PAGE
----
AXELOS has published a new case study outlining how one of the United Kingdom’s most well regarded universities is using ITIL® to ensure that more than 27,000 staff and students receive the highest standards of IT service management.
Newcastle University is in the north east of England and is a member of the Russell Group, of 24 leading UK universities committed to maintaining the very best research, an outstanding teaching and learning experience and unrivalled links with business and the public sector.
The new AXELOS case study has been produced with the support of Sharon Mossman, who is the Service Process Manager in the University’s IT Services department, which consists of around 160 staff, serving 5,200 staff and more than 22,000 students. Sharon has 30 years’ experience in IT and has been an ITIL service manager since the 1990s. She has remained committed to the principle of ‘adopt and adapt’, which has supported her in the implementation and improvement of ITSM processes in these organizations. She is also a PRINCE2® practitioner.
Sharon said: “When I first came to the University, the IT department had already made some efforts to adopt some ITIL processes, with simple incident management processes in place, and a draft service catalogue.
“However, it was clear that we were missing opportunities to learn from our experiences, and improve management of services. I wanted to start by laying some foundations that would allow us to improve how we work over a period of time, at a pace that would work for this organization.”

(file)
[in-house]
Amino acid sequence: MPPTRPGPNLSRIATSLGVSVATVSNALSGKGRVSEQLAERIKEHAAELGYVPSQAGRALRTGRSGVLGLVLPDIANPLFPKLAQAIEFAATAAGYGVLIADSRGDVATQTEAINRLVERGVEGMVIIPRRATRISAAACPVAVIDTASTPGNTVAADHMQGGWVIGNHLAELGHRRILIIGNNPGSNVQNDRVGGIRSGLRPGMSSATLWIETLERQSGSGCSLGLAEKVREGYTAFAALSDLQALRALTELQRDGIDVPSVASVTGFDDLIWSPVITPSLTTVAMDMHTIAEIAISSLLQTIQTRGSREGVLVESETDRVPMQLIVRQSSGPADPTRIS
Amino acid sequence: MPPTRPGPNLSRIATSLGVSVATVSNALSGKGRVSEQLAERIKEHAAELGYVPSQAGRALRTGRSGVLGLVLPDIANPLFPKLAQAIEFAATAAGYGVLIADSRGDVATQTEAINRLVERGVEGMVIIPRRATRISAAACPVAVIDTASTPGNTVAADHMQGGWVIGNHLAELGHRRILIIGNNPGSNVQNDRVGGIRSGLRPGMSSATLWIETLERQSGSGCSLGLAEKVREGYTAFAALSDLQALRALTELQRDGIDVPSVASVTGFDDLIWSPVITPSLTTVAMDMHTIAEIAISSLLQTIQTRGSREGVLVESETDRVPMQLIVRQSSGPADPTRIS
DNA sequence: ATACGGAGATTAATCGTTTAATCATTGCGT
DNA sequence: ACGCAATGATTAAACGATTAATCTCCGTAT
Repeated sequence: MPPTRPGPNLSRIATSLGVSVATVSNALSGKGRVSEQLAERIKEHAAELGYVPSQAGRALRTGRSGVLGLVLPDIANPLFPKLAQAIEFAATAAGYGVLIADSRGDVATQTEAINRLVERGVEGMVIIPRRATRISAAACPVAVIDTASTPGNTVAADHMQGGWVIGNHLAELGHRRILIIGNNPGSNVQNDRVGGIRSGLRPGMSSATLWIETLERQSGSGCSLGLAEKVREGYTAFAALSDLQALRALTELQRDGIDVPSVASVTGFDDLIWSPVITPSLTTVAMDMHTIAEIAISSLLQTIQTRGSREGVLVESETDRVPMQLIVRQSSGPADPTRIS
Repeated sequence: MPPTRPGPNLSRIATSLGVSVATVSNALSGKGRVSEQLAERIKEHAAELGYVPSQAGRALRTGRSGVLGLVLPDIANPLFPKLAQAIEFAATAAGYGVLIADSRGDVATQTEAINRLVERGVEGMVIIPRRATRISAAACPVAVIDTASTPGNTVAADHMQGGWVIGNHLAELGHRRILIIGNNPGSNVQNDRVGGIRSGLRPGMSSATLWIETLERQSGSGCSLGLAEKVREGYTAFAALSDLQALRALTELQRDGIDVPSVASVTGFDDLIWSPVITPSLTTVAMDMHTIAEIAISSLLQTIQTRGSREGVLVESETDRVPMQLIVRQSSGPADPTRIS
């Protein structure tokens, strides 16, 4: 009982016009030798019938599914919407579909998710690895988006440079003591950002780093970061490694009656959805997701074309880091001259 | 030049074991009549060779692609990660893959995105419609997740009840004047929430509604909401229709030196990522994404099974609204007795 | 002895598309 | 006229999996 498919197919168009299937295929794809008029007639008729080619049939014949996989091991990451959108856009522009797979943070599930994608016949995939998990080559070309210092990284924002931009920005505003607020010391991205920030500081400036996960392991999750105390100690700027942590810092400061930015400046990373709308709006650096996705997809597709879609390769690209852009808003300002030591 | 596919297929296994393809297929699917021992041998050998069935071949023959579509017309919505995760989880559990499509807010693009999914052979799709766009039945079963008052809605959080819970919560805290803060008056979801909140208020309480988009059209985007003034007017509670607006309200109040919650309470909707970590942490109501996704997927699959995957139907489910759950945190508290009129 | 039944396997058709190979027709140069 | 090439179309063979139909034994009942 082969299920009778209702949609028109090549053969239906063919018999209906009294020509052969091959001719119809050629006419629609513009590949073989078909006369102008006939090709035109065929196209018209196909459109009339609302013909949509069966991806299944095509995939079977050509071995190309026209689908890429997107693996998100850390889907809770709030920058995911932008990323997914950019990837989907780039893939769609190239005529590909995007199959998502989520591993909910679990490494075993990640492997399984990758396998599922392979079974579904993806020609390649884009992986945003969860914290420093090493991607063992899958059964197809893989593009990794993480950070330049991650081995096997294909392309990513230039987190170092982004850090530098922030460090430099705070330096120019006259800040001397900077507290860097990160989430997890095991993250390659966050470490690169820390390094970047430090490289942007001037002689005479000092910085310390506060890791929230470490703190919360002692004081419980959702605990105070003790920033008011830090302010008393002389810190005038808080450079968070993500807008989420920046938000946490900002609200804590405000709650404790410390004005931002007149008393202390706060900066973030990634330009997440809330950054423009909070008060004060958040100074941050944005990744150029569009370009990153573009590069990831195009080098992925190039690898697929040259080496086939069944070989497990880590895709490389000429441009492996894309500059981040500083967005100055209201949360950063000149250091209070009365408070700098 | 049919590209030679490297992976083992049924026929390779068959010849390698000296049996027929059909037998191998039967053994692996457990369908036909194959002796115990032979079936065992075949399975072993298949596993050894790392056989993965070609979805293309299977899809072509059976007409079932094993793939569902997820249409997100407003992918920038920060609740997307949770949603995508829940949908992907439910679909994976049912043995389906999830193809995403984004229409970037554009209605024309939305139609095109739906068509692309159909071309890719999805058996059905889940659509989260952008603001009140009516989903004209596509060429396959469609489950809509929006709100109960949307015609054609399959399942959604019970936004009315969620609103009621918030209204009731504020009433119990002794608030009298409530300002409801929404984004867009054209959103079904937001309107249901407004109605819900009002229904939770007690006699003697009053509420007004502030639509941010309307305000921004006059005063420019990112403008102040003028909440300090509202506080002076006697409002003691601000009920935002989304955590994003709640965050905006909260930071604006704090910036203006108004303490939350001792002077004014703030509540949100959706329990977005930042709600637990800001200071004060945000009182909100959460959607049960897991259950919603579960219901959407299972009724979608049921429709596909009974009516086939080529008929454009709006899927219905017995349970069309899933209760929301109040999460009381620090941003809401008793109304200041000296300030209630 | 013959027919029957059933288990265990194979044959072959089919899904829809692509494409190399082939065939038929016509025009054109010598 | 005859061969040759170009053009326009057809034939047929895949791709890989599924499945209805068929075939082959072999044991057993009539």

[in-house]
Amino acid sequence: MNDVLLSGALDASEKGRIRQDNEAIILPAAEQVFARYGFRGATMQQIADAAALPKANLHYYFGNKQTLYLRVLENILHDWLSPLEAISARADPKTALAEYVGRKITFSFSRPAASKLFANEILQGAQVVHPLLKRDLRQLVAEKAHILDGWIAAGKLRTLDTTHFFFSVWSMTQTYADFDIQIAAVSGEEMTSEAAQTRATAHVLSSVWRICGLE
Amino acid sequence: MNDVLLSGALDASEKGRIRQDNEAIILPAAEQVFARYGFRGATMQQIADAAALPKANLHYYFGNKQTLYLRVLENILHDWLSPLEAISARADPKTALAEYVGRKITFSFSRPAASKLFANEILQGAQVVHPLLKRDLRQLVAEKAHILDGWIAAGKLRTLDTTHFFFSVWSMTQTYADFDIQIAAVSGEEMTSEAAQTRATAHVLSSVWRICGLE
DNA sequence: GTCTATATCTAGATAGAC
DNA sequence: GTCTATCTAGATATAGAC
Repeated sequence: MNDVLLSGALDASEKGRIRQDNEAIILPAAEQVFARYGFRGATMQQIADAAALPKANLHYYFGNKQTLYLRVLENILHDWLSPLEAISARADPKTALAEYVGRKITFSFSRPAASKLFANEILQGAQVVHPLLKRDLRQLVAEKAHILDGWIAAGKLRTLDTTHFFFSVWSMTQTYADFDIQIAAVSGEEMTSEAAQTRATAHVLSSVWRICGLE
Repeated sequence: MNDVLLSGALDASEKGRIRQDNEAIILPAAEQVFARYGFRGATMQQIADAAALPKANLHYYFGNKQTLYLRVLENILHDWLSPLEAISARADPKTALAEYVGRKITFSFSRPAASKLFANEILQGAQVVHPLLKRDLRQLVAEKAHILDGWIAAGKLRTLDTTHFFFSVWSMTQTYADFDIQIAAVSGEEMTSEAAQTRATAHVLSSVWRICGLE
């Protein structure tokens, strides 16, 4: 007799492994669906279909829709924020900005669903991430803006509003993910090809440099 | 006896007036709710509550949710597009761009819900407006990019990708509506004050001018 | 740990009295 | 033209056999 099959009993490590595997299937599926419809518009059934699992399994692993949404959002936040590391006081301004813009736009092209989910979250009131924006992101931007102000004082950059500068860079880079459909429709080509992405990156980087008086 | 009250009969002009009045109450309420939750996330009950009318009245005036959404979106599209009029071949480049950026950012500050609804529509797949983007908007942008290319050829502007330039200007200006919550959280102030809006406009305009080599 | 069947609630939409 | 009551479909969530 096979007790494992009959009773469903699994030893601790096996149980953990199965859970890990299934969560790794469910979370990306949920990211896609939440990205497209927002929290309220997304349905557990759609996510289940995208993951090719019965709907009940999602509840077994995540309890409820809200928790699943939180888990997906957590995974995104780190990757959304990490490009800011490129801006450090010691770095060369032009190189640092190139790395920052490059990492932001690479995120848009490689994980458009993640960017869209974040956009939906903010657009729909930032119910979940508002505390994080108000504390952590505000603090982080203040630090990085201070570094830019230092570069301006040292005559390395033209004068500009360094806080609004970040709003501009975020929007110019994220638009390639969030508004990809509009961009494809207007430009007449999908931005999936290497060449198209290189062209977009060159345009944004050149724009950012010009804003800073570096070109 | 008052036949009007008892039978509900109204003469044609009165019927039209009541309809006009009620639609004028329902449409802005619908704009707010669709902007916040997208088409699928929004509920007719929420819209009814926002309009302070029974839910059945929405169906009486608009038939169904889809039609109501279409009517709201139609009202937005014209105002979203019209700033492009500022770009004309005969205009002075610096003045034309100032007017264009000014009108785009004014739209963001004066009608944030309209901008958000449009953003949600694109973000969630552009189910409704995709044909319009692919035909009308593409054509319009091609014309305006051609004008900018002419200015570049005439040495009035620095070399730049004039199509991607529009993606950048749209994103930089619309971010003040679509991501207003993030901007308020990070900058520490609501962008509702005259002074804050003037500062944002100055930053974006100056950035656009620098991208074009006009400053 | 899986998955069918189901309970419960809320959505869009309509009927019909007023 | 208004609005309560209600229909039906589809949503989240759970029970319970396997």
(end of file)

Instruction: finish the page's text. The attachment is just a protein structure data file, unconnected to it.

The case study explains how Sharon used ITIL to overcome technical challenges including controlling change management, which has helped to reduce the number of systems outages and improve departmental communication. Sharon also outlines how she has overcome internal reticence to the adoption of ITIL and managed to gain trust among her colleagues.
She said: “I was very keen to ensure that it was understood that good practice and processes are not designed to make life difficult or to uncover issues in order to find someone to blame. I’ve worked very hard to instil a ‘no-blame’ culture which I’m pleased to say really works, focusing instead on how we can learn from our experiences.”
The case study also outlines Sharon’s top ITIL tips, including the importance of engaging with colleagues as early as possible and including them in process development decision making. She also urges practitioners to work within the culture of the organization rather than against it, and not to be afraid to ask for help from the numerous external ITIL resources and forums.
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